Microsoft is tracking a newly discovered zero-day exploit in Windows that can be leveraged to bypass privilege protections to obtain full system control.

The publicly posted exploit works on Vista and Windows 7 systems, according to a blog post from Marco Giuliani, malware technology specialist at security firm Prevx. The vulnerability also affects Windows XP and Server 2008 and 2003.

What makes the bug alarming is that it can be used to run authorized software or programs, even on machines that do not run with administrator rights or contain User Access Control, a feature introduced in Vista that enables administrators to set rights so users can run most applications but with limited privileges.

"Using a limited account gives [users] a great advantage versus malware because it limits the vulnerable surface the malware can damage," Giuliani wrote. "This 0-day exploit allows malware that has already been dropped on the system to bypass these limitations and get the full control of the system."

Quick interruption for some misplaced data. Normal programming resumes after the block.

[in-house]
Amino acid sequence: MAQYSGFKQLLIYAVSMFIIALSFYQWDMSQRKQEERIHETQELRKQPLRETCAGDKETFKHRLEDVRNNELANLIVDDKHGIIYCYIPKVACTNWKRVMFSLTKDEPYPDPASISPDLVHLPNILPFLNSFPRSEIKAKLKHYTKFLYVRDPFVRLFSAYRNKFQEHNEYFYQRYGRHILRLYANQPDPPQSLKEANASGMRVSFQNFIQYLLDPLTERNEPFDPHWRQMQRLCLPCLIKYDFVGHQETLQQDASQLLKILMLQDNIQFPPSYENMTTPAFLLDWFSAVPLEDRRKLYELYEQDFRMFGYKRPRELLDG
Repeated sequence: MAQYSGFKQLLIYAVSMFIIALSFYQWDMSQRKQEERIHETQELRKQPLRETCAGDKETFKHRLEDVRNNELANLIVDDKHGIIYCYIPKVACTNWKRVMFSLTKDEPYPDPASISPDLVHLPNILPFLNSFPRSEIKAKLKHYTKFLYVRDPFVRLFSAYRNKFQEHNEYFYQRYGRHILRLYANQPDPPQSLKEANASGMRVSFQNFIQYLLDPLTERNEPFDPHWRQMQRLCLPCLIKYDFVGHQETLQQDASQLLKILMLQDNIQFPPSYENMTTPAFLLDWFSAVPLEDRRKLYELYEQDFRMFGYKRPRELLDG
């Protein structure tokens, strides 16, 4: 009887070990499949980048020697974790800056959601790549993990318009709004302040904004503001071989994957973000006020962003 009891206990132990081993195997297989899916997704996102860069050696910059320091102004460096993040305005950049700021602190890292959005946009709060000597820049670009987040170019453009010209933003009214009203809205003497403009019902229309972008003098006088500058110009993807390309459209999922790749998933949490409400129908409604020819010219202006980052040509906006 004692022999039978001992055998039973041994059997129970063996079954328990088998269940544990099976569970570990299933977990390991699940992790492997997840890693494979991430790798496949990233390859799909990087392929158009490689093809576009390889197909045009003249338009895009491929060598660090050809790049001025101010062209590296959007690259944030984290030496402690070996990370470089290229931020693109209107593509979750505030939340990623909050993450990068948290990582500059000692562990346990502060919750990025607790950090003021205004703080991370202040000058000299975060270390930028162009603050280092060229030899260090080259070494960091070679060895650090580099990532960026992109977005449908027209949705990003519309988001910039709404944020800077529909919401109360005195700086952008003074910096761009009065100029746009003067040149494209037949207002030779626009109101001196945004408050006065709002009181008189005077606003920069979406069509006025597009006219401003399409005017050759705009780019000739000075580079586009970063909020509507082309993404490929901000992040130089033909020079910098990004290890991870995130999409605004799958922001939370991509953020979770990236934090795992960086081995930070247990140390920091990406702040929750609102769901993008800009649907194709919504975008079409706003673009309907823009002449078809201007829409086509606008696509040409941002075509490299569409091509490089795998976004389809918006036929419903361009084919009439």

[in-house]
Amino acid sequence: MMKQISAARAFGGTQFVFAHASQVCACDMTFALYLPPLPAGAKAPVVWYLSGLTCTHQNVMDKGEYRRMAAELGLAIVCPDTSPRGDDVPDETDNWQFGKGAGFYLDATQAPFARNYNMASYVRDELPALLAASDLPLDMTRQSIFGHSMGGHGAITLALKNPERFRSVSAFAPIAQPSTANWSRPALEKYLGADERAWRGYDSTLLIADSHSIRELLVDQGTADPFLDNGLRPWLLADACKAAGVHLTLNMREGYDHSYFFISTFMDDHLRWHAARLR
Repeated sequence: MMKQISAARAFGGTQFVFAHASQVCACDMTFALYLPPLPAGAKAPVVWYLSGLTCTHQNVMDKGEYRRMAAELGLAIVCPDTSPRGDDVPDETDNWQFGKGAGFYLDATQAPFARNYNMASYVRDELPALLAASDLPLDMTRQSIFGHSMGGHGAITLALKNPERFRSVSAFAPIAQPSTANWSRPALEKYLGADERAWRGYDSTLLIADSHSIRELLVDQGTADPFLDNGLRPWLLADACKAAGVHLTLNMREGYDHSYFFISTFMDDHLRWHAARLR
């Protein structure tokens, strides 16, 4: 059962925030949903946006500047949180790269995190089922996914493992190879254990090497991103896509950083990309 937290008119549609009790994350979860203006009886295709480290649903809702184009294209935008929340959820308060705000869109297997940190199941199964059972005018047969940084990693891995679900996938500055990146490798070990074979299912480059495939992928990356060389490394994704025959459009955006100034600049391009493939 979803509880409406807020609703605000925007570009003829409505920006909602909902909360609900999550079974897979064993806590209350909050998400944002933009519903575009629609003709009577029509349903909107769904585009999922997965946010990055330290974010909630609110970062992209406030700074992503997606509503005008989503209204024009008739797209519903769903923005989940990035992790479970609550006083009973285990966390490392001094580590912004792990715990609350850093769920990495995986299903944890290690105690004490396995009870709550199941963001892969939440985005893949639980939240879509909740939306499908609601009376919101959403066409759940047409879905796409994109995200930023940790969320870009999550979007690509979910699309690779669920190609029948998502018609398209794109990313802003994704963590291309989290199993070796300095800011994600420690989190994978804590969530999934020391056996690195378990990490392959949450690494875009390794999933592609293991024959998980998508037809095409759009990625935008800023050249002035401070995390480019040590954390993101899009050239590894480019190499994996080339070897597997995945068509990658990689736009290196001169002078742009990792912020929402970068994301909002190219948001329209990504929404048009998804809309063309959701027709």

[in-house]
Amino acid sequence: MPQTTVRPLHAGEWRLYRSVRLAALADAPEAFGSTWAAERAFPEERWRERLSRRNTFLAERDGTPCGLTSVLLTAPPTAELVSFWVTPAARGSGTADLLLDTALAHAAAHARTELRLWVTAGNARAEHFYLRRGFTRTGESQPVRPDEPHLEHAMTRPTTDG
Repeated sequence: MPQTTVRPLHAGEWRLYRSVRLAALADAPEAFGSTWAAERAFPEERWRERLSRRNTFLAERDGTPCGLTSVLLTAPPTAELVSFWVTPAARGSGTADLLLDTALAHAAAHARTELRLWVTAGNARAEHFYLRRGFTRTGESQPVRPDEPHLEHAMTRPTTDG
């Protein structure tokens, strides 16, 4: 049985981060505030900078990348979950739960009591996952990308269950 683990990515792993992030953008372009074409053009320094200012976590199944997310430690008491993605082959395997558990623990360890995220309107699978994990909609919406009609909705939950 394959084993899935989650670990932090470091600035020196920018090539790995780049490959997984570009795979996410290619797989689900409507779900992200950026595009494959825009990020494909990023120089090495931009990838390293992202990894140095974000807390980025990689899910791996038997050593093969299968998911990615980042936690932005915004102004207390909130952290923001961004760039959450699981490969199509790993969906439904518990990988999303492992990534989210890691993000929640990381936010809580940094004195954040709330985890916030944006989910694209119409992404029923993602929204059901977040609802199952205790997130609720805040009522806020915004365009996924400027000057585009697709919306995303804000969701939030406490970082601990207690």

Microsoft is investigating the vulnerability. Patches from the software giant are next due out on Dec. 14.

"Because this is a local elevation-of-privilege issue, it requires attackers to be already able to execute code on a targeted machine,"  Jerry Bryant, group manager of response communications at Microsoft, said in a statement sent to on Monday. "We will continue to investigate the issue and, when done, we will take appropriate action to protect our customers and the internet ecosystem. Microsoft takes any reports of vulnerabilities in our products seriously.

Meanwhile, public exploit code also has emerged for another unpatched Microsoft privilege-escalation bug, this one specific to Stuxnet attacks.

Microsoft first warned about the flaw in September but has yet to deliver a patch.